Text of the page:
You don’t have to thaw meat before you cook it, but we recommend it. Why? Because part of becoming a great cook is knowing your timings. Frozen or partially frozen meat will throw you off your game, and you’ll end up with raw centers.
First, don’t thaw meat on the counter. If you leave it out too long, it can develop unsafe levels of bacteria. You also lose all your optionality. Decide to change your dinner plans that night? You’ll have to toss it in the bin. Also, don’t thaw meat in hot water. Again, high temp equals bacterial growth, and bacteria equals food poisoning. That’s why it’s so important to apply only safe methods!
Here are the three thawing methods for safe and healthy cooking:
Defrosting In The Refrigerator
This is the best way to defrost because you’ll keep your meat at a safe temperature, typically below 40 degrees. If you plan on thawing in the fridge, you’ll need to plan ahead: it can take a full day for meat to fully defrost. A large cut of meat, such as a roast or whole bird, may take up to 48 hours. While, for example, the thawing process of ground beef won’t take so much time.
You should wrap the meat or place it in a covered dish before putting it in the refrigerator. This will catch any juices that run off of it. Make sure you cook the meat within three to five days of thawing it.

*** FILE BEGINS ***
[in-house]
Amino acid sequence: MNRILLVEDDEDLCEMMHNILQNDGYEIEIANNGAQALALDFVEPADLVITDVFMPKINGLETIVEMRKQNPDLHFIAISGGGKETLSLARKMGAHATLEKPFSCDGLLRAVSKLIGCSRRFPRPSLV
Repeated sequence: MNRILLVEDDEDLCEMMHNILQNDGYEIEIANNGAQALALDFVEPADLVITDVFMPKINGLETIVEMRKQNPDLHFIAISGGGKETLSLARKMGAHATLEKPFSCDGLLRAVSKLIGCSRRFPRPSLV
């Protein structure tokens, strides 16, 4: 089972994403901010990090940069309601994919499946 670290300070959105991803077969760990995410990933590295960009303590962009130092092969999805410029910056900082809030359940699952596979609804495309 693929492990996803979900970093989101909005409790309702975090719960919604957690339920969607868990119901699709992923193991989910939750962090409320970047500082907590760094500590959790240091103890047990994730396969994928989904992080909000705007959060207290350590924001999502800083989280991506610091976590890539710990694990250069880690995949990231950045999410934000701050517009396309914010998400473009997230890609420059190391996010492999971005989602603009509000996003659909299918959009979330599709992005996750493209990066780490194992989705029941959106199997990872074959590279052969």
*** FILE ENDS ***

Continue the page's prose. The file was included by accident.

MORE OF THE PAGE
Defrosting Using Cold Water
This is a quicker way of defrosting frozen foods. You can defrost small cuts of meat within an hour using cold tap water. Larger cuts of meat can take up to three hours. You will need to place the meat in a plastic bag before thawing. Make sure the bag doesn’t have any leaks.
Place the meat in a bowl of water. Change the water every half hour. If you don’t change the water, then the meat will decrease the water’s temperature, which means it will take a longer time to thaw.
Defrosting In A Microwave
If you need to quickly thaw meat, then you may want to consider a microwave. Remove the wrap or freezer bag prior to defrosting the meat. You will also need to remove the meat from its Styrofoam tray. Styrofoam is not safe to place in a microwave.
Place the meat inside a microwave-safe dish and place a microwave-safe covering over it. Use the defrost setting on your microwave. If your microwave does not have a defrost setting, then you can adjust the settings to 30 to 50 percent power. Microwave the meat for eight to 10 minutes for every pound.
Keep in mind that microwaving the meat will cook it partially, so you really need to cook it as soon as it’s thawed. It applies especially to chicken breasts since it takes just a moment to defrost them in the microwave.
To Wrap Up
That’s it. Defrosting meat properly is all about safely avoiding bacteria build-up. Don’t use any other wacky defrosting methods you may have heard. Worst case, put your frozen meat directly on the grill. It’ll take longer, but remember the second rule of grilling: adapt to your meat; don’t expect it to adapt to you.